God of love,
source of mercy and compassion,
weave your dream for the world
into the fabric of our lives.
Remove the scales from our eyes
and lift the indifference from our hearts,
so that we may see your vision –
a new reign of justice and compassion
that will renew the earth.
Transform our lives,
so that we may accomplish your purpose.
Anoint us with your spirit of love
that we might bring good news to the oppressed,
bind up the brokenhearted,
and proclaim release to the captive.
Give us a new urgency
and a new commitment
to feed the hungry,
clothe the naked,
shelter the homeless,
and visit those who live in isolation.
Help us to reach out to those
whom no one else will touch,
to accept the unacceptable,
and to embrace the enemy.
Surround us with your love,
fill us with your grace,
and strengthen us for your service.
Empower us to respond to the call of Jesus –
to deny ourselves,
to take up our crosses,
and to follow.
Make us your disciples.
© 2010 Kurt Struckmeyer
I believe in the hidden God of love:
the spirit of love and compassion
found at the breadth and depth
of every human life.
I believe in the vision of Jesus:
the reigning of God on earth,
found where people and societies
are governed by the rule of love.
I believe in the way of Jesus:
a love for God and neighbor,
a love for stranger and enemy,
a love for outcast and alien.
I believe in the abundant life of Jesus:
a life of acceptance, inclusion, and forgiveness,
a life of equality, generosity, and sharing,
a life of compassion, service, and nonviolence.
I believe that Jesus modeled the godly life:
healing the sick and serving the poor,
seeking dignity and equality for all people,
and calling for shared wealth and economic justice.
For this he was condemned and crucified
by those who serve the forces of domination
in every time and place.
I believe that though he died,
the spirit of Jesus lives on
among those who strive for peace and justice
and who work to create a better world.
In the name of Jesus,
and in the name of love,
I commit myself to care for others,
to break down the barriers that separate us,
and to seek justice and peace in the world.
© 2014 Kurt Struckmeyer
In a certain city there was a certain judge who did not fear God and who did not care about people. In that same city, there was a widow who kept coming to him and demanding, “Give me a ruling of vindication against my adversary.” For some time he refused. But finally he said to himself, “Even though I don’t fear God or care about people, yet because this widow keeps bothering me, I’m going to give her a favorable ruling, or else she’ll keep coming back until she wears me down!”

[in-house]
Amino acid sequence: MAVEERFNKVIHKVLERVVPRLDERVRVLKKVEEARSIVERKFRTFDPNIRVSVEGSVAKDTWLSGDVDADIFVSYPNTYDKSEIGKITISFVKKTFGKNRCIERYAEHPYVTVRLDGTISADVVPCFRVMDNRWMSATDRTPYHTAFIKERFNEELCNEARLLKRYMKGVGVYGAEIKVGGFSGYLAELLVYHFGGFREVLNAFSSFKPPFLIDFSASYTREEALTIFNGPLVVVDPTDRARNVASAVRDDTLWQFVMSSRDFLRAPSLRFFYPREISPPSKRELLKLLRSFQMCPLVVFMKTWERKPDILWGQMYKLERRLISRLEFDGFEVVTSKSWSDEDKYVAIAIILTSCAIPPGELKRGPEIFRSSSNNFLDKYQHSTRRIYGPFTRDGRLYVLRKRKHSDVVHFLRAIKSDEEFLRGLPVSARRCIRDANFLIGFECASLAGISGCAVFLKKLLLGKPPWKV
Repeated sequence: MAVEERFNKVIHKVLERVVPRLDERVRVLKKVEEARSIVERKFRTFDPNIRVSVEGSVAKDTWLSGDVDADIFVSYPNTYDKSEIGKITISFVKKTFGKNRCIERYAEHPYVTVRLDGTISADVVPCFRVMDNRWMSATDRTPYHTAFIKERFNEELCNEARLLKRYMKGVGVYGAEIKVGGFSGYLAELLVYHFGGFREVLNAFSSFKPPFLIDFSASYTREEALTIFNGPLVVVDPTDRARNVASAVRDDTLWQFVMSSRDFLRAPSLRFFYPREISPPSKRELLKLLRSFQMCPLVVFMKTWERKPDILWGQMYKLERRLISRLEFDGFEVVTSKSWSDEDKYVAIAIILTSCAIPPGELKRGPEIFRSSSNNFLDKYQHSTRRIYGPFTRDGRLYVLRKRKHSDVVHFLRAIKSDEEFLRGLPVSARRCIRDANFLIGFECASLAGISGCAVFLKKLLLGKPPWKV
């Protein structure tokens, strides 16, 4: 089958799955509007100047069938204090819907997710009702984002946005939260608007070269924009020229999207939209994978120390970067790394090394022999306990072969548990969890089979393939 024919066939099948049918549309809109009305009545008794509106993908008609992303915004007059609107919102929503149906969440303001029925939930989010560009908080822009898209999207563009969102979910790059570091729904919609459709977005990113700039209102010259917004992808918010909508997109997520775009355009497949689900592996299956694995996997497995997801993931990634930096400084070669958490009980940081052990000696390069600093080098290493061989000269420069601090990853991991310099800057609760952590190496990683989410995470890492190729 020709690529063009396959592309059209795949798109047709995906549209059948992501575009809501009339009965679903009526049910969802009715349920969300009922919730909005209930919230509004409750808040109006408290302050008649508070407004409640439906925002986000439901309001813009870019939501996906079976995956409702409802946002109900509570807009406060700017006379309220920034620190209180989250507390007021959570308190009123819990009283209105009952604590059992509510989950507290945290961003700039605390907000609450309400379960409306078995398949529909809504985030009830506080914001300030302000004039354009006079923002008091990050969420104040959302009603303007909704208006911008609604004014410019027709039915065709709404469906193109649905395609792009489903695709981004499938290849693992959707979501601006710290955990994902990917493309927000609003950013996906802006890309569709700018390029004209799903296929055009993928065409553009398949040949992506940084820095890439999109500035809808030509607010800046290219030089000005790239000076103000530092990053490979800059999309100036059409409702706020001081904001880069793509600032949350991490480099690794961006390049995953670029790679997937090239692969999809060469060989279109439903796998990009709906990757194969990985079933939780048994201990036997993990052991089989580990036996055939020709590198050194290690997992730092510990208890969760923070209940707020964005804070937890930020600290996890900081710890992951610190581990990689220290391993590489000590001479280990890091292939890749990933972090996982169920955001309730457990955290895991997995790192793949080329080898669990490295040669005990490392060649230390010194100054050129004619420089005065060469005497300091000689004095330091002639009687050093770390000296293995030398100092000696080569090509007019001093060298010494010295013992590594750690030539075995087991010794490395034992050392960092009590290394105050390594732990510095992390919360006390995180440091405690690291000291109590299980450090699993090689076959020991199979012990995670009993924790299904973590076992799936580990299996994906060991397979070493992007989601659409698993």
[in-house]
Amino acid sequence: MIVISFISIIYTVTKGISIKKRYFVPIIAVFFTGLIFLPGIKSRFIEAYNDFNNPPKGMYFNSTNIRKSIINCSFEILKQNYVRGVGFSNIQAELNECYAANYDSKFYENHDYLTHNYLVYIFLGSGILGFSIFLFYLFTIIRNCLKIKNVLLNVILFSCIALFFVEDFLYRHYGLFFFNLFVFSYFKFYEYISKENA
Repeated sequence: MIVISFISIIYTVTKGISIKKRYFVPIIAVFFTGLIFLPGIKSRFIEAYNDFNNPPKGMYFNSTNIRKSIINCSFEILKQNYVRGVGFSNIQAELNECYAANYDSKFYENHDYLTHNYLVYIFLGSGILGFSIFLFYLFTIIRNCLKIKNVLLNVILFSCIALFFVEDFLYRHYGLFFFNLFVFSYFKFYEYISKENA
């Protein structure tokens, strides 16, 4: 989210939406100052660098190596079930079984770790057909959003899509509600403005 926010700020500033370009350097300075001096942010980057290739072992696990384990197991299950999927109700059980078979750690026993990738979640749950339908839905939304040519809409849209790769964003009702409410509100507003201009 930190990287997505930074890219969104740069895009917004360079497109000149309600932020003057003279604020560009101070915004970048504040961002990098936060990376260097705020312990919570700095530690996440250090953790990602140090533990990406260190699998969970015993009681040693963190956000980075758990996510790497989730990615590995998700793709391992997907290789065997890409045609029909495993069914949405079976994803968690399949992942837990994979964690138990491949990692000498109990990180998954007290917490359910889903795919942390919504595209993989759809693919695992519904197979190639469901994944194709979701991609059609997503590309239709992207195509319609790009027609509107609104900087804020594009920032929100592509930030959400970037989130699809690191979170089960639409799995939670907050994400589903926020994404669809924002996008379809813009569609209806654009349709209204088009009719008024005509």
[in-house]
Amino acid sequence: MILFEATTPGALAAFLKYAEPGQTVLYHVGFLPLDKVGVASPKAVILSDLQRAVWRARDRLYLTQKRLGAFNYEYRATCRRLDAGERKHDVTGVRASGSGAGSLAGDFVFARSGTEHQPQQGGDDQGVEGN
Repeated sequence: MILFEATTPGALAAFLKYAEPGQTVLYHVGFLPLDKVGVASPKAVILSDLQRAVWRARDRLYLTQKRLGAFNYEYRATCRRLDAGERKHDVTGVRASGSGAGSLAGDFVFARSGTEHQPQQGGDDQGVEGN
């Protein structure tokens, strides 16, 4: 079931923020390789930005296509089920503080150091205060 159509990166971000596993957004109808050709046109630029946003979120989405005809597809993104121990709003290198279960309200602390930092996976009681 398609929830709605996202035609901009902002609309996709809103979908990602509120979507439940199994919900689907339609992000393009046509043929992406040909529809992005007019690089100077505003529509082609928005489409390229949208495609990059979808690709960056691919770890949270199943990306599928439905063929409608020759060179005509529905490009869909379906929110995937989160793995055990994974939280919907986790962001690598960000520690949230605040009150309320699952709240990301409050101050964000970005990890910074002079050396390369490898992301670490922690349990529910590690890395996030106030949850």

― Jesus (Luke 18: 1-8)
You just need to be a flea against injustice. Enough committed fleas biting strategically can make even the biggest dog uncomfortable and transform even the biggest nation.
— Marian Wright Edelman (b. 1939)
In a late night session on February 7, 2017, during Jeff Session’s confirmation hearing for U.S. Attorney General, just weeks after the inauguration of President Donald Trump, the United States Senate voted to silence Senator Elizabeth Warren after she read comments made decades earlier by Edward Kennedy and Coretta Scott King that criticized the civil rights record of Senator Sessions. Warren was censured because Senate Rule XIX prohibits ascribing “to another senator or to other senators any conduct or motive unworthy or unbecoming a senator.” To silence her, Senate Majority Leader Mitch McConnell led a party-line vote that forced Senator Warren to take her seat and refrain from speaking. McConnell later said “Senator Warren was giving a lengthy speech. She had appeared to violate the rule. She was warned. She was given an explanation. Nevertheless, she persisted.”
That phrase, “Nevertheless, she persisted,” became a rallying cry for the women’s movement that had been ignited by the election of Donald Trump. Writer Valerie Schultz wrote in America: the Jesuit Review of Faith & Culture